As your DV can only take integer values it isn't really a continuous variable, so it's not surprising that your plot of residuals has a set of peaks and valleys around an underlying normal curve. Technically such data are best handled by ordinal regression, which allows for an ordered set of discrete categories in the DV.
Depending on the stage of your study, you may be able to learn enough from your multiple regression as you have performed it. You typically want more categories in the DV than this to approximate a set of integer values as a continuous DV, but the residuals don't seem to be skewed and if they also don't depend on the predicted values then you might be doing well enough. You will have to be careful to admit that your data might not strictly meet the criteria for standard interpretation of p-values.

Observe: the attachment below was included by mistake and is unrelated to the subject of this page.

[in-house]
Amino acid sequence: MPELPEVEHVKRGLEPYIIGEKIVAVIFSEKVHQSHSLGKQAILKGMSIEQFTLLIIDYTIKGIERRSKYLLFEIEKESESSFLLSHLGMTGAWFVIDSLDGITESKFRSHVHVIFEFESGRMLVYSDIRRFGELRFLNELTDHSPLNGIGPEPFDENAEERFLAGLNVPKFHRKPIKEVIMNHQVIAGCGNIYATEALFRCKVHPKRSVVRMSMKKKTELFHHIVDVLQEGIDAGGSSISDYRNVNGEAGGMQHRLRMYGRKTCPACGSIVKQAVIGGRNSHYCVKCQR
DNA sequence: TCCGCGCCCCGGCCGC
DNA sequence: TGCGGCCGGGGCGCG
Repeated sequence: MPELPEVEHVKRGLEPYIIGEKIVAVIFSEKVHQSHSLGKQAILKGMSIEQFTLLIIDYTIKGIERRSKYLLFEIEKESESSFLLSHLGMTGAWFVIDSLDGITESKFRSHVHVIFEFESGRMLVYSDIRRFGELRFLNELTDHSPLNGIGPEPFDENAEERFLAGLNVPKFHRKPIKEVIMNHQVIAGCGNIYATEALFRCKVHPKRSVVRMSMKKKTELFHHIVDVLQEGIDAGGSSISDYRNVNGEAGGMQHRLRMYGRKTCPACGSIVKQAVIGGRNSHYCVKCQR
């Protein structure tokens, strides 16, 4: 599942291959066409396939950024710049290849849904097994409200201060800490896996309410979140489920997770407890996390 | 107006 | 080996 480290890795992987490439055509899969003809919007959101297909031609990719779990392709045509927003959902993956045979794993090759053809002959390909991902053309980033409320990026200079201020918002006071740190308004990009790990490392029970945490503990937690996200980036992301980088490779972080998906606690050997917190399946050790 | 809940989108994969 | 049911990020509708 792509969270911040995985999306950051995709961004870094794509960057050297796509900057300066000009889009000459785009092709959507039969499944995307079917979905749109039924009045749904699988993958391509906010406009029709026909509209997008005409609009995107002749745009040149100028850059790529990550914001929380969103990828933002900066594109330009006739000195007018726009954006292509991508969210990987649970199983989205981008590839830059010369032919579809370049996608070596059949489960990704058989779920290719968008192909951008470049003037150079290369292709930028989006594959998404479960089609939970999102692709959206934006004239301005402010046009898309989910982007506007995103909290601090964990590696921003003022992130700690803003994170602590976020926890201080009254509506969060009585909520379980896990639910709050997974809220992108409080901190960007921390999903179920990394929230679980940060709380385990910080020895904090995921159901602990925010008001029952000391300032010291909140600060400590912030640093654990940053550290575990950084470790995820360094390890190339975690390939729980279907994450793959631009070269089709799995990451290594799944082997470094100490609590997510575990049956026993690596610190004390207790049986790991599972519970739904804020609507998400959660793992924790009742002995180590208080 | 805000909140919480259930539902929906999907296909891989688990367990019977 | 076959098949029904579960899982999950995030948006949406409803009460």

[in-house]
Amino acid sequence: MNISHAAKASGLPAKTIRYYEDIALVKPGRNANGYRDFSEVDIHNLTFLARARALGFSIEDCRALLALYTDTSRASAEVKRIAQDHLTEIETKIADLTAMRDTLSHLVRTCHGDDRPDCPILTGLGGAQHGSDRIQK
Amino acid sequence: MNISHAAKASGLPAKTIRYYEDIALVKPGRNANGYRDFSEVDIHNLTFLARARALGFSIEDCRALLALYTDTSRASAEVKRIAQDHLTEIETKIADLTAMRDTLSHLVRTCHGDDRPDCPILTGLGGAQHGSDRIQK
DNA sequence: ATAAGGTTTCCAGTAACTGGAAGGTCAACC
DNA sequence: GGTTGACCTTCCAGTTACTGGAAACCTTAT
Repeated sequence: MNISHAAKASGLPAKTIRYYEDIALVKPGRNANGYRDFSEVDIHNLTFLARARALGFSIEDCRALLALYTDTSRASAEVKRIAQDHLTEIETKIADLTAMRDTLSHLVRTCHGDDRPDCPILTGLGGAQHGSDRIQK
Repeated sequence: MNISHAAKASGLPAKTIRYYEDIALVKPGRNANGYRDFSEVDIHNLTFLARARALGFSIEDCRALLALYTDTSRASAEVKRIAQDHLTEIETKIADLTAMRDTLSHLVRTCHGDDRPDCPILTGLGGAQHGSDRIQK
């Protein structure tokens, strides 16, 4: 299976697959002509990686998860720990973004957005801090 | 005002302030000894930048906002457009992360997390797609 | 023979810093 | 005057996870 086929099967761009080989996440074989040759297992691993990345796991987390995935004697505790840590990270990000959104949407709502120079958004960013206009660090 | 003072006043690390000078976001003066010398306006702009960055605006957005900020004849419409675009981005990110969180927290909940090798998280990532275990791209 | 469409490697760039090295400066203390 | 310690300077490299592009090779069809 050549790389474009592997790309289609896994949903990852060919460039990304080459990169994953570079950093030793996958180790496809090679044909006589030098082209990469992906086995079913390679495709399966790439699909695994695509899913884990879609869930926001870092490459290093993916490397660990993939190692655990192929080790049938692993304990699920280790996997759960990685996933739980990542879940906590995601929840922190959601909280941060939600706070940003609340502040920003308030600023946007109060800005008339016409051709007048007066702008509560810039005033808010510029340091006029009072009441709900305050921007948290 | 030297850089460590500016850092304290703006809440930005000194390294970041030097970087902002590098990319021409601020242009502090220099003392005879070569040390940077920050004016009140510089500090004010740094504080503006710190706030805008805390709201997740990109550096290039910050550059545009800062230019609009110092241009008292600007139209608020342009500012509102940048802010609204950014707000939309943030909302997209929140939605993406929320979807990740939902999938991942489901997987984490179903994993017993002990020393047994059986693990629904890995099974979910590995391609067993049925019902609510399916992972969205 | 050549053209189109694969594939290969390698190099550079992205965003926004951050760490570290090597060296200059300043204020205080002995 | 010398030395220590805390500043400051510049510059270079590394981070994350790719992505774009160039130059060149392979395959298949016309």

With respect to the imbalanced distribution among levels of your nominal independent variable, one problem is that you will have more imprecise estimates of the effects of the levels that have the smaller numbers of cases. The estimates of the effects of the different countries of origin will also be correlated. Furthermore, the imbalance can complicate some types of ANOVA tests in which you try to apportion variance between, say, between the native/non-native and country-of-origin predictors. Finally, it will be hard to be sure that your results will generalize well to other samples. Short of obtaining more data there isn't much you can do about the imbalance. You might consider bootstrapping to get a bit more confidence in the generalizability of your model than the initial multiple regression can provide on its own.